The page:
"The terrorist chose to strike at the heart of our capital city, where people of all nationalities, religions and cultures come together to celebrate the values of liberty, democracy and freedom of speech." Any attempt to defeat those values through violence was "doomed to failure," May said. Mark Rowley, Britain's most senior counter-terrorism officer, told reporters the attack started when a car was driven over Westminster Bridge, hitting and injuring members of the public and three police officers. "A car then crashed near to parliament and at least one man, armed with a knife, continued the attack and tried to enter parliament," Rowley said.
He said the police's "fast-paced investigation" was working on the assumption that the attack was "Islamist-related terrorism." Police believed they knew the identity of the attacker but would not provide details at this stage, he said. It was the deadliest attack in London since four British Islamists killed 52 commuters and themselves in suicide bombings on the city's transport system in July 2005, in London's worst peacetime attack. It took place on the first anniversary of attacks by Islamist militants that killed 32 people in Brussels.
Reuters reporters inside parliament during Wednesday's attack heard loud bangs and shortly afterwards saw the knifeman and the stabbed policeman lying on the ground in a courtyard within the gates of parliament. The dead police officer was identified as Keith Palmer, 48, with 15 years of service. LAWMAKERS CAUGHT UP IN CHAOS A Reuters photographer saw at least a dozen people injured on the bridge. His photographs showed people lying on the ground, some of them bleeding heavily and one under a bus.
A woman was pulled alive, but with serious injuries, from the Thames, the Port of London Authority said. The circumstances of her fall into the river were unknown. Three French schoolchildren aged 15 or 16 were among those injured in the attack, French officials said. Several members of parliament (MPs) and senior officials were caught up in the chaos. Tobias Ellwood, a junior Foreign Office minister, was pictured attempting to resuscitate a man lying unconscious, reported to be the stabbed policeman. London Mayor Sadiq Khan said there would be additional police officers on the city streets to keep Londoners and visitors safe. "We stand together in the face of those who seek to harm us and destroy our way of life. We always have, and we always will.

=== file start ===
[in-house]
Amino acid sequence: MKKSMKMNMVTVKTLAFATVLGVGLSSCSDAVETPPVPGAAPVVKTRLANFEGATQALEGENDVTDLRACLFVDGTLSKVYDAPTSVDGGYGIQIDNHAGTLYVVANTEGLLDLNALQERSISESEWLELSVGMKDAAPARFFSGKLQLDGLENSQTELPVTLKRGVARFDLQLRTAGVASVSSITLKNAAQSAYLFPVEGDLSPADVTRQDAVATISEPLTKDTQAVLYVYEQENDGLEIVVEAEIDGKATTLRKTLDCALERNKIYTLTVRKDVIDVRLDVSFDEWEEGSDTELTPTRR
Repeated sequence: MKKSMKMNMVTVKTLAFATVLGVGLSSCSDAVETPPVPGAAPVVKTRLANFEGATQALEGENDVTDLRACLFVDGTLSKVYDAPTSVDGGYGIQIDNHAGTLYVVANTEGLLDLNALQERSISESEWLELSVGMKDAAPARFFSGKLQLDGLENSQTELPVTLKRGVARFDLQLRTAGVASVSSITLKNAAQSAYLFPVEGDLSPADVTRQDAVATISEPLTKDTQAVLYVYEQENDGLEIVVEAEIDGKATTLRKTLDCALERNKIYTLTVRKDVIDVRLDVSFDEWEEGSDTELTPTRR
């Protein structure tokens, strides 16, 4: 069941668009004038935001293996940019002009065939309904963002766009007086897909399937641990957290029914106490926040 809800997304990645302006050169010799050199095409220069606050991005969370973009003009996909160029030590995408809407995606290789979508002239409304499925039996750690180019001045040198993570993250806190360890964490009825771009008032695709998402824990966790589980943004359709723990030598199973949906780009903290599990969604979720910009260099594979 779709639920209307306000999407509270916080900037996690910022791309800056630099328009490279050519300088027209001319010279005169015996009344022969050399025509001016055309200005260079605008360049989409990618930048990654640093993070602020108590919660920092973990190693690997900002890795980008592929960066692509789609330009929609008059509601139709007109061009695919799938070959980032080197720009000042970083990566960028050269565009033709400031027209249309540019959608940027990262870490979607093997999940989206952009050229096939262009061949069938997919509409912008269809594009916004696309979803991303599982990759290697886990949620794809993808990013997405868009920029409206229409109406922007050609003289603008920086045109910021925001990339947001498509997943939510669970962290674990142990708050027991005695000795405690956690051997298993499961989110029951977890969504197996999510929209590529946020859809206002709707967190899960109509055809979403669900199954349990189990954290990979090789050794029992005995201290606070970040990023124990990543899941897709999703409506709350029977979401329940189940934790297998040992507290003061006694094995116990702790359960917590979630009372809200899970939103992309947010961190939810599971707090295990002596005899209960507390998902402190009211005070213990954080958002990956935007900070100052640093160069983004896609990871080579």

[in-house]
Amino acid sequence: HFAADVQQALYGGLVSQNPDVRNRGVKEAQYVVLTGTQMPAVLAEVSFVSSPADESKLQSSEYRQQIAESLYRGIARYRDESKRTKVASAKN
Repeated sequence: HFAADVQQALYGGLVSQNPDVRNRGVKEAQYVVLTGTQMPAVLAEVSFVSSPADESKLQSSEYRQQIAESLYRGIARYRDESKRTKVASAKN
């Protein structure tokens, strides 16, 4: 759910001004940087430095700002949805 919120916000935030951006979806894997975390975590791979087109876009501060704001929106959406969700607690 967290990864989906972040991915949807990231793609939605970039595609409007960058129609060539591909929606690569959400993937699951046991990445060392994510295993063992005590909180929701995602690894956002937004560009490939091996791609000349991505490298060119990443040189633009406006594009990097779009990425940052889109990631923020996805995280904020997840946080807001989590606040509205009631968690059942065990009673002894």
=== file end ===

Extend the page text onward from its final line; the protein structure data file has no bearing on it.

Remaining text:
Londoners will never be cowed by terrorism," he said. Parliament's lower House of Commons, which was in session at the time, was suspended and lawmakers were asked to stay inside the building for several hours. May said parliament would convene as normal on Thursday in a sign that the attack would not disrupt life in the capital. However, a visit by Queen Elizabeth to officially open the new headquarters of London's police force, which had been planned for Thursday, was postponed "in light of today's events," Buckingham Palace said.
In a telephone call with May, President Donald Trump offered Britain the full cooperation and support of the United States, the White House said. US Secretary of State Rex Tillerson condemned the attack as "horrific acts of violence." German Chancellor Angela Merkel and NATO Secretary General Jens Stoltenberg were among foreign leaders who expressed shock and solidarity. "NO SIGNS OF LIFE" Eyewitnesses described scenes of panic during the attack. "I just saw a car go out of control and just go into pedestrians on the bridge," said Bernadette Kerrigan, who had been on a tour bus on the bridge, in an interview with Sky News. "As we were going across the bridge, we saw people lying on the floor, they were obviously injured.
I saw about 10 people maybe. And then the emergency services started to arrive. Everyone was just running everywhere." Former Polish Foreign Minister Radoslaw Sikorski, who witnessed the attack from a taxi as he crossed the bridge, said he saw five victims and made a video of the scene. "I heard something that sounded like a small car crash. Then I looked out of the window and saw that there was one person lying on the asphalt," he told Reuters. "I did not see the face of the person lying on the asphalt, but the person was not moving, it was not showing any signs of life. One of the men I saw, his head was bleeding very badly.
But the person I filmed -- no, that person was not showing any signs of life." Journalist Quentin Letts of the Daily Mail newspaper told LBC radio that he had witnessed the stabbing of the policeman and the shooting of the assailant from his office in the parliament building. "He (the assailant) ran in through the open gates ... He set about one of the policemen with what looked like a stick," Letts said.
"The policeman fell over on the ground and it was quite horrible to watch and then having done that, he disengaged and ran towards the House of Commons entrance used by MPs and got about 20 yards or so when two plain-clothed guys with guns shot him." In Edinburgh, the Scottish parliament suspended a planned debate and vote on independence as the news from London came in. Britain is on its second-highest alert level of "severe" meaning an attack by militants is considered highly likely. The most recent deadly attack in London to be treated as a terrorist incident was in May 2013, when two British Islamists stabbed to death soldier Lee Rigby on a street.